Preparing my finances for a baby and beyond
How having a baby changed the way I think about money.
Last Updated: 1 January 2003
Having a baby is a huge and exciting life change. It alters your priorities, outlook, provides a lot more responsibility and, if anything like my experience, a lot less sleep!
It will also likely shift your financial mindset. For me, becoming a mother gave me a dose of reality when it came to money issues.
Before having a baby, I had no idea how much disposable income I had. My partner and I would eat out like it was going out of fashion. As my due date approached, I started worrying about how I would be able to afford all the supplies this tiny baby would need. Here’s an incredibly obvious newsflash - having a baby is expensive!
I started having sleepless nights about how I would maintain a good standard of living while not working. Nobody wants to be unable to go out during their maternity leave because of financial strains. I wanted to make sure I had the means to enjoy my time off with my bundle of joy.
A bit of planning goes a long way
It turns out having a baby can double or triple your monthly expenditure, especially when you factor in childcare costs, which can be larger than your rent or mortgage.
I’ve discovered that paying a bit of attention to my finances, in contrast to my pre-baby care-free attitude, helps me feel less anxious and more in control. I get satisfaction from checking where and how my money is spent. My bank balance is also very grateful.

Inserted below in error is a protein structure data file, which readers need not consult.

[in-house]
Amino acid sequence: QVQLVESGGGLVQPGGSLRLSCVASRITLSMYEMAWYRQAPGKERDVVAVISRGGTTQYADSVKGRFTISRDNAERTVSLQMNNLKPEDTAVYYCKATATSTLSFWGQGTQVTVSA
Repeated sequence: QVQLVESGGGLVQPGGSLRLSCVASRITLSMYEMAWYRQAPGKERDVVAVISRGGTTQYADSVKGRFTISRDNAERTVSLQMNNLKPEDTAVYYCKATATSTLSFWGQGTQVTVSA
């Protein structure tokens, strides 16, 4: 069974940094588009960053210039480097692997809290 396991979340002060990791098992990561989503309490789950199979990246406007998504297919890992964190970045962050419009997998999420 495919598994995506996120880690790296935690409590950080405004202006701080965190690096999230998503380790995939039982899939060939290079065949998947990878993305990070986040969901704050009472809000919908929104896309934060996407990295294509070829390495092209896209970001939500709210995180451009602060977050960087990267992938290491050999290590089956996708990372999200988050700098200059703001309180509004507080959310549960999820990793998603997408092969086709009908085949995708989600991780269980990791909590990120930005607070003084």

When it comes to motivation, it helps to think that I’m doing it for my daughter too.
Having a baby was a wake-up call for me about the importance of financial stability. My daughter relies on me for everything, and most of those things require money. But she will also gradually become aware of how we manage our finances at home.
Money habits are said to form as early as age seven , so starting a positive relationship with money should pay dividends for her in later life.
Saving for our future
It’s easy to get wrapped up in the here and now when you have a young family. But it’s worth taking the time to think about the future. The pandemic taught me the importance of not taking anything for granted. Since becoming a parent, I want to be purposeful with my finances, which includes investing my money to provide for my family for years to come.
Narrowing your budget now can sound scary, but when you plan it out it doesn’t have to be. Starting early is the secret. Everyone says it but it’s true. Even if you start small it can make a big difference by the time your child has grown up.
Personally, I pay £25 a month into a Junior ISA. It helps me sleep at night knowing I’m giving my daughter a footing for the future.
This article isn’t personal advice. If you’re not sure what’s right for you, seek advice.
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